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Steel spiral stair on wood floor framing
6

Steel spiral stair on wood floor framing

Steel spiral stair on wood floor framing

(OP)
Hi everyone!
I am very new to wood building design. I was asked to support this pre-engineered steel stair (shown below) on LVL beams. To me, it sound like a dump idea I would rathe run steel WF beams below the stair post to support it; but I was told this has been on many projects and this is norm. The detailing involves in steel bent plate on top of LVL and bolt through side ways. The stair post is welded to the bent plate.

I feel mostly the LVL (sized accordingly) can be sufficient to support load, but I'm just uncomfortable supporting this way. Perhaps because, I feel wood is not ductile, different flexural stiffness and so not compatible. Is this really common and I 'm just being irrational?



Thank you for reading my post! I appreciate your time.

RE: Steel spiral stair on wood floor framing

You are being irrational..
Actually, LVL's are very ductile
There is no reason a properly sized PT LVL should not be able to support this.

RE: Steel spiral stair on wood floor framing

(OP)
Thanks for the quick slap in face lol! Always good to hear from others when I'm uncomfortable with somethings.

Thank you for reading my post! I appreciate your time.

RE: Steel spiral stair on wood floor framing

In case you missed the one minor thing in XR's post, a treated LVL would need to be used. Not sure whether that is available in your locale. I know we can't get it where I practice.

RE: Steel spiral stair on wood floor framing

Check on availability of PT LVLs. They're spreading, but not everywhere yet. You may need to go with a treated PSL or treated Glulam depending on your local lumber market.

RE: Steel spiral stair on wood floor framing

(OP)
Thanks jayrod12 and phameng, yes I know about the treated requirement. but thanks anyway for your concerns that I might have missed it.
We typically call out PT LVL or PSL Plus for exterior beams. Mostly contactors here complain about PT LVL; I think it is not available readily and there is lead time to procure for special orders.

Thank you for reading my post! I appreciate your time.

RE: Steel spiral stair on wood floor framing

hope you live in a dry climate. I always prefer to never layer anything significant with high durability over something less durable.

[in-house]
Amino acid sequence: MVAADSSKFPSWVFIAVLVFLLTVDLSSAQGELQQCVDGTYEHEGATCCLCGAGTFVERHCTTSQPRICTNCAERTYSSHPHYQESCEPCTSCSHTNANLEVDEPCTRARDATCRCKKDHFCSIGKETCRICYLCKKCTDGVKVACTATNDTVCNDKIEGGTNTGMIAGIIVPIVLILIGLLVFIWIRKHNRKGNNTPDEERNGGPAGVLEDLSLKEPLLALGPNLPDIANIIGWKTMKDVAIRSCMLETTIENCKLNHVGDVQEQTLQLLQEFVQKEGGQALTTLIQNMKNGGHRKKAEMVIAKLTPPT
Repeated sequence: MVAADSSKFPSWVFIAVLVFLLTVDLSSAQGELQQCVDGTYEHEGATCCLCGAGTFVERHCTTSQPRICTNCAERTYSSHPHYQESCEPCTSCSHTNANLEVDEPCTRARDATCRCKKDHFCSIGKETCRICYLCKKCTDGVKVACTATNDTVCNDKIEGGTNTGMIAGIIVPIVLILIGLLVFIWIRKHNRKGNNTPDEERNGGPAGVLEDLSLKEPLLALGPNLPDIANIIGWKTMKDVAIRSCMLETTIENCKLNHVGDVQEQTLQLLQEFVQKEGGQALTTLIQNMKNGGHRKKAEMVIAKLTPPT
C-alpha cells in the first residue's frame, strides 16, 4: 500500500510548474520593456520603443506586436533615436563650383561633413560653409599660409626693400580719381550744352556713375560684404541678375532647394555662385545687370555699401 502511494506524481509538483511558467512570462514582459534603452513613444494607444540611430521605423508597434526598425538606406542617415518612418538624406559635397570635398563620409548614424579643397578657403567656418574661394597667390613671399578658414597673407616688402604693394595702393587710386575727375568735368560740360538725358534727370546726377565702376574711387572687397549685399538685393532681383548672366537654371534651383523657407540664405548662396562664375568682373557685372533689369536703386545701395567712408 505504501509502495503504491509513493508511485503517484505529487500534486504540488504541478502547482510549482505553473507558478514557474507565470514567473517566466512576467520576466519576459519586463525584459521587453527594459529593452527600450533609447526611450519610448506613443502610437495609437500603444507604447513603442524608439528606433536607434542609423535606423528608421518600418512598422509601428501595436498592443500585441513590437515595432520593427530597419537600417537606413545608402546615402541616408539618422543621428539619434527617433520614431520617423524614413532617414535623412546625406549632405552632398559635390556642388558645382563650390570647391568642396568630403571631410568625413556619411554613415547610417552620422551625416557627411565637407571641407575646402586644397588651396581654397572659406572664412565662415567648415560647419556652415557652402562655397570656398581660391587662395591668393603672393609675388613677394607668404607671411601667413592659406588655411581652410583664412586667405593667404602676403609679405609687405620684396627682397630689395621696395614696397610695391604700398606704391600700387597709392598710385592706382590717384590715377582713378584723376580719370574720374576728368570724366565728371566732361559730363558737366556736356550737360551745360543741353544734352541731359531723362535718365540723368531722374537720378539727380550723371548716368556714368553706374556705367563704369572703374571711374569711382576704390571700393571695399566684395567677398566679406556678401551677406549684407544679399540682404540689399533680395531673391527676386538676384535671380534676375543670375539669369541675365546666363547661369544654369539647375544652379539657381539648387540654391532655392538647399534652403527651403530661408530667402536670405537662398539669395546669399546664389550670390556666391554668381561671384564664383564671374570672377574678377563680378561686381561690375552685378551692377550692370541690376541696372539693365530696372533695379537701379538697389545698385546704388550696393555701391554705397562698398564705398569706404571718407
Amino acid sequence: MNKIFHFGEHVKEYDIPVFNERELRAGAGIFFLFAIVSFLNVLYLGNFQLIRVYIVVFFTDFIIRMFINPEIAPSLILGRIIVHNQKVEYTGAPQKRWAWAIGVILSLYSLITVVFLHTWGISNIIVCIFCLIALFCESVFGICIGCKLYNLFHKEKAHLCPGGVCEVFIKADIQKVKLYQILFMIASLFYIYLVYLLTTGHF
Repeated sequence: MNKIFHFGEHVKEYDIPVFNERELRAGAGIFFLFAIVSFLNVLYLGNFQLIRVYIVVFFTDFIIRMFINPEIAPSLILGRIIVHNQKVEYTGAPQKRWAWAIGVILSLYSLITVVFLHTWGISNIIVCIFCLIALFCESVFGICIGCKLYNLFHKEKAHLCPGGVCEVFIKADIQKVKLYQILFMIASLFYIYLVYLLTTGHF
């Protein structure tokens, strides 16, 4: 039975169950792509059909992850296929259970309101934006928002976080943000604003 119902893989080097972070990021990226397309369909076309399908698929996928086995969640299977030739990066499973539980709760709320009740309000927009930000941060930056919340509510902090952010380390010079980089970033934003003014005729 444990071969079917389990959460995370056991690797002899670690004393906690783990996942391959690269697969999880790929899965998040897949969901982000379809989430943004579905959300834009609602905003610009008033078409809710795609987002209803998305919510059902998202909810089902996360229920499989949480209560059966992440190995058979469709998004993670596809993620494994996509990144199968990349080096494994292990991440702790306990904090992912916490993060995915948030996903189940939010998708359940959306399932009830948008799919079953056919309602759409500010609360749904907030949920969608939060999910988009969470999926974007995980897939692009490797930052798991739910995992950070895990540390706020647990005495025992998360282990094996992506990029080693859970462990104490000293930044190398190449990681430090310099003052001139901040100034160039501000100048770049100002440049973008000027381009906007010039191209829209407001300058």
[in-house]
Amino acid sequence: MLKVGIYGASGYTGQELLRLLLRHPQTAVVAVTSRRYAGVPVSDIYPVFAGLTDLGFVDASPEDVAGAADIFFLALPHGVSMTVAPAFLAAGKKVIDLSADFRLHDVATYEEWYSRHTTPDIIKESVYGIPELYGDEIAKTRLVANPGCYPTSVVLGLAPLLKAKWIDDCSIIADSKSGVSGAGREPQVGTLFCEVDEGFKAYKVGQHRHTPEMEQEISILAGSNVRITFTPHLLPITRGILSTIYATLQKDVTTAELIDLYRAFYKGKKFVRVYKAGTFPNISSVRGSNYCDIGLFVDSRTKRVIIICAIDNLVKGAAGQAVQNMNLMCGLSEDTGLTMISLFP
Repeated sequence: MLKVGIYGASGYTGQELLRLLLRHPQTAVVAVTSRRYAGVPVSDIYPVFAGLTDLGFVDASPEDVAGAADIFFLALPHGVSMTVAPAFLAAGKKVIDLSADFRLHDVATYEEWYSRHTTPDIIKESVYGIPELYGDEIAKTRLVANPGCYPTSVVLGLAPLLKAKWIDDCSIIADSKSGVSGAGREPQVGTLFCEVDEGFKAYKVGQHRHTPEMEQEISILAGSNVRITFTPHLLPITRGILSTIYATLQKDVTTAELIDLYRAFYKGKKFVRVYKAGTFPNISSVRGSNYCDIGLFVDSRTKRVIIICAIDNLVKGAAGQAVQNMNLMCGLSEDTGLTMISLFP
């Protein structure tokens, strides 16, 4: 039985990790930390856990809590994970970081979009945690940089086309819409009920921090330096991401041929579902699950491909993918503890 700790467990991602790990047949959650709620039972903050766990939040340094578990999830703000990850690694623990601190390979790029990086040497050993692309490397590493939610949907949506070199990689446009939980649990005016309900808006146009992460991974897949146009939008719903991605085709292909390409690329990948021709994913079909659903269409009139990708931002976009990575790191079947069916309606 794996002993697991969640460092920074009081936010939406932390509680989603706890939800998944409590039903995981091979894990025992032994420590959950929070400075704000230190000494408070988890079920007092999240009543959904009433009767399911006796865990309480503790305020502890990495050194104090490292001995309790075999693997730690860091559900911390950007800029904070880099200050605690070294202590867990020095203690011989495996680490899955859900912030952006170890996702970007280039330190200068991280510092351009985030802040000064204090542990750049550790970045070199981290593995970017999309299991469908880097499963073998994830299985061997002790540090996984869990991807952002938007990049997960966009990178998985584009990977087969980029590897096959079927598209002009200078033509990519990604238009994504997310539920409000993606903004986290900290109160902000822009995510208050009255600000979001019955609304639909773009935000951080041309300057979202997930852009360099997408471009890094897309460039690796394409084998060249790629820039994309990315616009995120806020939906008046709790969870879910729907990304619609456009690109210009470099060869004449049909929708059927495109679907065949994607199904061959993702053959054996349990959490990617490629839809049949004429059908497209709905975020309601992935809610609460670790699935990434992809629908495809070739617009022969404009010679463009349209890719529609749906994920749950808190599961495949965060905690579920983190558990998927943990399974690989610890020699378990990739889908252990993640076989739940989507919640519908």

Gonna be a real task to remediate those decks in the future when there is enormous steel staircases running through them. Ive always lived in wet climates though, where decks can only be counted on for ten-fifteen years max. this may be OK in a desert climate I suppose

RE: Steel spiral stair on wood floor framing

I don't think you're being irrational. I also agree with NorthCivil, this would never fly in my climate. It's crazy to me that someone would design something like this and support it off a metal cladded LVL (regardless if it's pressure treated or not). This is outdoors. There is no way that you can stop weather from getting to that supporting beam. This staircase is vertically supported completely from the first floor, correct? Not at each floor level. To me, it's not a strength issue, it's a durability issue.

On a side note, I have a personal love interest with spiral staircases and even went so far as to build my own a few years back in my own home. Albeit, only one story... but I digress...

RE: Steel spiral stair on wood floor framing

(OP)
Thanks Northcivil and StrctPono
Yes exactly, it is only supported on the first floor wood framing. BTW, the deck is not gonna be metal cladded; the call out out is wrong and needs to be revised.
Also I'm not sure how this gonna be braced at each level with all wood floor framing. I was told, as the main structural engineer we only design the support for base. It doesn't not make sense to me. It would not fly past anyone in my previous company. Is this also reasonable???
I never thought residential design approach is so much different from other buildings design approach

Thank you for reading my post! I appreciate your time.

RE: Steel spiral stair on wood floor framing